“Everyday is today,” said Tom Hanks on Saturday Night Live sometime in the last Groundhog day of quarantine. “There is no Saturday anymore.” The days just blur together and, to paraphrase Dylan Thomas, “One day was so much like another that I don’t remember if I had 12 meetings 6 days ago or 6 meetings 12 days ago!”
Many of us are fortunate to still be working and able to work from home. However, let’s give that statement the proper framing: We are attempting to work at home in the midst of a global crisis with unfamiliar tools, distractions and worries! I am fortunate as I generally work from home but even so I have had to shift my work space to accommodate my partner who is now home all the time, my older son who moved back home and my younger son who is also home trying to keep up with his school work. So it’s a full house with a lot of distractions. Getting work done is tough whether it’s the struggle of trying to do business as usual, the meetings themselves, focus fatigue or a combination of all of the above.
Pretty much everyone I know is spending hours on Zoom or some other platform. Have you noticed how exhausting it is? First week of lock down I had back-to-back interviews and focus groups that were supposed to have taken place in Wisconsin. Instead they took place on Zoom and my colleague and I realized after day two that we could not keep up a “normal” pace for meetings over Zoom. We were absolutely exhausted by the end of the first week and that was with rescheduling a few interviews for the following week.
Focus fatigue is real. Patricia Berendsen from the Trauma Healing Centre in London offers this 3 minute video describing the impact of being online for hours at a time. Our brains ache from being online for so long. Our bodies ache from unfamiliar chairs, our eyes are strained from peering at the screen. We are also experiencing “freedom freeze” because our movements are restricted – we can’t gesture as we normally do and our bodies are tighter from maintaining a certain posture that will “read” well on camera.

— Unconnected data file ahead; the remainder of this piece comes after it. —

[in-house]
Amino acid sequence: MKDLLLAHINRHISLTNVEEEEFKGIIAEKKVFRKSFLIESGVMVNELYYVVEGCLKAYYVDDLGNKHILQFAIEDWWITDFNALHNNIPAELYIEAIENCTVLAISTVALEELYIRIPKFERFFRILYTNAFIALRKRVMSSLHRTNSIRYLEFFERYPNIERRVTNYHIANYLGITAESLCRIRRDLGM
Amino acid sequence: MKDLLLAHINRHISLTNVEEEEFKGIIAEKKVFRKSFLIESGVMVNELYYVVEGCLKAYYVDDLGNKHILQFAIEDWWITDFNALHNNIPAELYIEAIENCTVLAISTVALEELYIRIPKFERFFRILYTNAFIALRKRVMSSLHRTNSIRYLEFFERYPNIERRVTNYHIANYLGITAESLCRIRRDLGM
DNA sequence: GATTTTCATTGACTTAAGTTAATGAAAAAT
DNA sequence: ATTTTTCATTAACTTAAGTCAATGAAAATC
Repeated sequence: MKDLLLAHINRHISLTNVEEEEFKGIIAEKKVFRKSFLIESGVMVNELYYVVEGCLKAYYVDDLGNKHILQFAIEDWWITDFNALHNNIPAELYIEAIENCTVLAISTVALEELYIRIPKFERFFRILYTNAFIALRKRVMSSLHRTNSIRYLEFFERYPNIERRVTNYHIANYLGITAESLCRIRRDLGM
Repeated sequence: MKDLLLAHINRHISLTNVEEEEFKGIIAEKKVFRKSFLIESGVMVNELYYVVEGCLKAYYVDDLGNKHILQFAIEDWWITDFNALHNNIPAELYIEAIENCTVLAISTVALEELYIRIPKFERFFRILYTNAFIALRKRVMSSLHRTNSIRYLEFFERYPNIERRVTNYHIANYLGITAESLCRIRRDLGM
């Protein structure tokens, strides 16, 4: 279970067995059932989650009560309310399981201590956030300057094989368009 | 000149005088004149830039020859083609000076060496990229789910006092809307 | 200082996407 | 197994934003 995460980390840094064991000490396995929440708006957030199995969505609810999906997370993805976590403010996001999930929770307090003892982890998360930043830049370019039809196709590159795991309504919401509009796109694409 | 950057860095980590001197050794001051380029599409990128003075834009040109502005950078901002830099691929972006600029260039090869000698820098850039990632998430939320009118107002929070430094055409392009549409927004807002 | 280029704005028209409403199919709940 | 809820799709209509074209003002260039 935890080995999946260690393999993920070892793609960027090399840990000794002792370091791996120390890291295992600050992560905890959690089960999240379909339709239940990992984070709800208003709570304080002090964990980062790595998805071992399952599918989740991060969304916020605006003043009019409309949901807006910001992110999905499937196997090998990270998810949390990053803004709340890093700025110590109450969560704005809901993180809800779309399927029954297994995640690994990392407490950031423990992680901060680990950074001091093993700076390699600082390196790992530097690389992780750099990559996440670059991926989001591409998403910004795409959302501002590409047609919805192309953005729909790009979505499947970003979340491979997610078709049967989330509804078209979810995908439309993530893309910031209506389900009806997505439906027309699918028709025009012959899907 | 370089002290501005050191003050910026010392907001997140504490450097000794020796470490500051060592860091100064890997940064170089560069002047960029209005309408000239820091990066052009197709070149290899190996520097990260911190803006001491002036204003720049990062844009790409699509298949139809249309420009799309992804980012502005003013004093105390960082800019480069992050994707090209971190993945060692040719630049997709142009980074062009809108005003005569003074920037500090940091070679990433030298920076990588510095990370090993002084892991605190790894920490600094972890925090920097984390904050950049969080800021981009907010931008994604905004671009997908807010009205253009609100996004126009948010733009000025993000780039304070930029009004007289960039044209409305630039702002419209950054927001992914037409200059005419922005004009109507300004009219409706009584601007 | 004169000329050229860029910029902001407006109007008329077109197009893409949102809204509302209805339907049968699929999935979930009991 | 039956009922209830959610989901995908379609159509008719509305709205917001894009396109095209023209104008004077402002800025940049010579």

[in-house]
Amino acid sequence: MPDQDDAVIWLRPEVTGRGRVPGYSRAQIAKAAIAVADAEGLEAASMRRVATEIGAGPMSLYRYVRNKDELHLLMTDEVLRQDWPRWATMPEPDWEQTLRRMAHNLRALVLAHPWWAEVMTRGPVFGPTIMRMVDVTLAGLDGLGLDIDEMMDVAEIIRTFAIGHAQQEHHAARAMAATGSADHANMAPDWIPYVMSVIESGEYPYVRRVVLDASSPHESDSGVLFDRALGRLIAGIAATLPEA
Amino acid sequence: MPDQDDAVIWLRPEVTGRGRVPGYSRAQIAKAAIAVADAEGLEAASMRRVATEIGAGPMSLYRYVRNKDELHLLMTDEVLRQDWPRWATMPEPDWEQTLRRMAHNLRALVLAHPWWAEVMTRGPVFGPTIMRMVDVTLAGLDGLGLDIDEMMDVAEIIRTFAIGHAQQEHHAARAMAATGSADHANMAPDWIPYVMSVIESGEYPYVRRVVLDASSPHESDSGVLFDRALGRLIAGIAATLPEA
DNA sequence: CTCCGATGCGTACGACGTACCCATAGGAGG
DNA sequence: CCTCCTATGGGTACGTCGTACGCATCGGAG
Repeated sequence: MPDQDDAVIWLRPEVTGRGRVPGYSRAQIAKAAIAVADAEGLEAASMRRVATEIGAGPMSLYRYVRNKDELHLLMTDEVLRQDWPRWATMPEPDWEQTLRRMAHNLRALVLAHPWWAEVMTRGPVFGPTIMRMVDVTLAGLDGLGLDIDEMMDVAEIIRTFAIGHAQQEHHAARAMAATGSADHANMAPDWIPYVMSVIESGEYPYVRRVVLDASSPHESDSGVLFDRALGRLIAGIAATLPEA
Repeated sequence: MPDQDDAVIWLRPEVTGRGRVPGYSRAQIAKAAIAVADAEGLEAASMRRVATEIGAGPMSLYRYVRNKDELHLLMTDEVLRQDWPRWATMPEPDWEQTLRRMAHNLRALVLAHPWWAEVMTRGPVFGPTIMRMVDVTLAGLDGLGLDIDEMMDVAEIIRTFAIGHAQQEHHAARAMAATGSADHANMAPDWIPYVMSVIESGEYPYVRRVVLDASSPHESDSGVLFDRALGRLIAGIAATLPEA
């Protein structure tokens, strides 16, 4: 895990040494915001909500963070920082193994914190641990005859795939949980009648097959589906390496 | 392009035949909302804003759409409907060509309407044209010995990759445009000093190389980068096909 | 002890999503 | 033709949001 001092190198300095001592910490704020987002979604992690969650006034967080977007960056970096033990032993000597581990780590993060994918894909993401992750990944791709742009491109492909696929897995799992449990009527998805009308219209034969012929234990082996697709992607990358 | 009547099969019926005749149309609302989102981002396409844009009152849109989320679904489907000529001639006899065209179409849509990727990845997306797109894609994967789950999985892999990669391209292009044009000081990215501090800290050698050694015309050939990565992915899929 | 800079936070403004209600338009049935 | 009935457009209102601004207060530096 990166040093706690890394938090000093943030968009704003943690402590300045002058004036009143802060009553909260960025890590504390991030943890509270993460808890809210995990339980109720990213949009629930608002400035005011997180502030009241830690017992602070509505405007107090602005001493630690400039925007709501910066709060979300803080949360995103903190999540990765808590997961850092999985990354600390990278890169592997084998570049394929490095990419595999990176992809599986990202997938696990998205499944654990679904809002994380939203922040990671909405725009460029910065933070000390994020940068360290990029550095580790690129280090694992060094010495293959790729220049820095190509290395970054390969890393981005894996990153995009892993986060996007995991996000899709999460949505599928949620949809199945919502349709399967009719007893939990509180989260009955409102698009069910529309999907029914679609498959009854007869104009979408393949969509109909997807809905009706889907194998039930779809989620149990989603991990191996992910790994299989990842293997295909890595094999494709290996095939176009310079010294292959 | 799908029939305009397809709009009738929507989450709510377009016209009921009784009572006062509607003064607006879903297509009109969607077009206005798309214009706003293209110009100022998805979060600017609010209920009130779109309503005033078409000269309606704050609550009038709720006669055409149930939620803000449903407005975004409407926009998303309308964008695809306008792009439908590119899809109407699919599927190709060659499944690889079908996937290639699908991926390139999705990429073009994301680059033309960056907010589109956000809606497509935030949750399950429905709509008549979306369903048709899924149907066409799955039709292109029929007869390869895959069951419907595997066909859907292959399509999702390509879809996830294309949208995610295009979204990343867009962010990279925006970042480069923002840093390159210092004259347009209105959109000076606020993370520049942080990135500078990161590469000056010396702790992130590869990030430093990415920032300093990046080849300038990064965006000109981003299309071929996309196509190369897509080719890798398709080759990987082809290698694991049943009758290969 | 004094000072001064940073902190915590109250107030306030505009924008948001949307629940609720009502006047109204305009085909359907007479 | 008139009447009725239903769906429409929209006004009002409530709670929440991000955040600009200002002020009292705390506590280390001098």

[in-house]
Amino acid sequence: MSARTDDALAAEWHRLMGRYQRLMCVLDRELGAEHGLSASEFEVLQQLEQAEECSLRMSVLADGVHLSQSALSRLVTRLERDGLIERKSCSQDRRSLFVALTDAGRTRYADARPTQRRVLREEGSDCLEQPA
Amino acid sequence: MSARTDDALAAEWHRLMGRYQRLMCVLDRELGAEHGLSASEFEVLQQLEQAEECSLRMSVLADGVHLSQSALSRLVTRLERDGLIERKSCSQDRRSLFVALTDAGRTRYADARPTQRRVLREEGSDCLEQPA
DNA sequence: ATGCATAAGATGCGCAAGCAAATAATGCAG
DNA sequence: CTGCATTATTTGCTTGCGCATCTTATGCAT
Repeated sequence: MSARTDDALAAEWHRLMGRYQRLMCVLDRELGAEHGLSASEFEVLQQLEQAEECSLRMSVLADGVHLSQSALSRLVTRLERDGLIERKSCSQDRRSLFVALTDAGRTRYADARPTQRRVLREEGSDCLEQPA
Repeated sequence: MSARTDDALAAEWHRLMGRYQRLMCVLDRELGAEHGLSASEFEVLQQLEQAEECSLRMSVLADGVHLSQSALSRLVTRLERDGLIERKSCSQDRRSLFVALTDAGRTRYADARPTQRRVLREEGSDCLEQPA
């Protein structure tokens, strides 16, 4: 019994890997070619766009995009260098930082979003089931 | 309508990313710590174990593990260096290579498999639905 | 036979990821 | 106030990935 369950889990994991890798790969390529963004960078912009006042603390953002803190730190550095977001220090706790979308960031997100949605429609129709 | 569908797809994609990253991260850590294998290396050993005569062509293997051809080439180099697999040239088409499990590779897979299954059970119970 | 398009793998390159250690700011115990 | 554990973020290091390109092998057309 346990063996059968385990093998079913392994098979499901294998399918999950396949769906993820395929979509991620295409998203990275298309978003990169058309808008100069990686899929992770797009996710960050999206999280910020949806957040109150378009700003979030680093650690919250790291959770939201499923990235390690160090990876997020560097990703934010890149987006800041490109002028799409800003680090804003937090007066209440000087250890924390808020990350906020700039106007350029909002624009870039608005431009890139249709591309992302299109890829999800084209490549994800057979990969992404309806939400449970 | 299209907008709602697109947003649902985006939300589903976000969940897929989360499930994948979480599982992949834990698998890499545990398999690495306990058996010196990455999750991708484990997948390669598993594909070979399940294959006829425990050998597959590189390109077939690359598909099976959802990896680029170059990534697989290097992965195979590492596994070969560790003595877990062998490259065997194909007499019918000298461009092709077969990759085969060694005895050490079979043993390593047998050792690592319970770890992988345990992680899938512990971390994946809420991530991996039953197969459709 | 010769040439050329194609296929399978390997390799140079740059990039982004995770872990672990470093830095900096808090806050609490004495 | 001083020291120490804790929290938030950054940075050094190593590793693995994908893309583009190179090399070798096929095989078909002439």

Staring at yourself for hours on end is weird. Chloe Hadavas describes it perfectly in this Future Tense blog on Slate: “Video conferencing apps are turning us, against our will, into modern-day Narcissuses—unable to look away from our own reflections. Unlike the figure from Greek mythology, however, many of us aren’t drawn to our striking visages but to our own “dumb faces,” as someone recently put it in Slate’s Slack. We’re forced to confront ourselves on camera—flaws, unflattering lighting, and all—and we can’t avert our eyes, even if we find a gargoyle staring back at us.”
Discovering the “hide self view” feature was pretty much the highlight of my week! (Chloe shares how to do it in the above blog.)
A bad meeting is worse online. From opening to closing, a well-thought out meeting helps everyone feel and do better whether it’s online or the in-person kind we used to have back in the “good old days” in February. Technological skips, jumps, delays and lags can make the most patient person want to rip their hair out. Couple that with no agenda or online meeting structure and everyone is muting their audio and video and tearing their hair out while screaming loudly.
Know why you are having a meeting!! Before you even push that schedule meeting button, create a strong agenda and if you can take care of it via email or Slack – don’t have a meeting!
Establish a strong structure from the get go. This helps meetings be successful, even if it’s a family gathering – maybe especially if! Several friends and family members have shared their frustration at chaotic family hangouts – it’s just too much.
If the gathering is a check in to see how everyone is doing (work or family,), consider using a method like oldest to youngest, alphabetical, current speaker identifies the next speaker or having the host call names according to the gallery view rather than opening it up popcorn style. This avoids the above scenario of everyone talking at once.
Take care of yourself! From a difficult environment to focus fatigue to crummy meetings, my parting words to you are these: Don’t try to pretend these times are normal. Take extra care of yourself and know that it’s okay to not be okay. Ask for the help you need. Have compassion for yourself and others and turn off the computer and news when you can!!
Also published on Medium.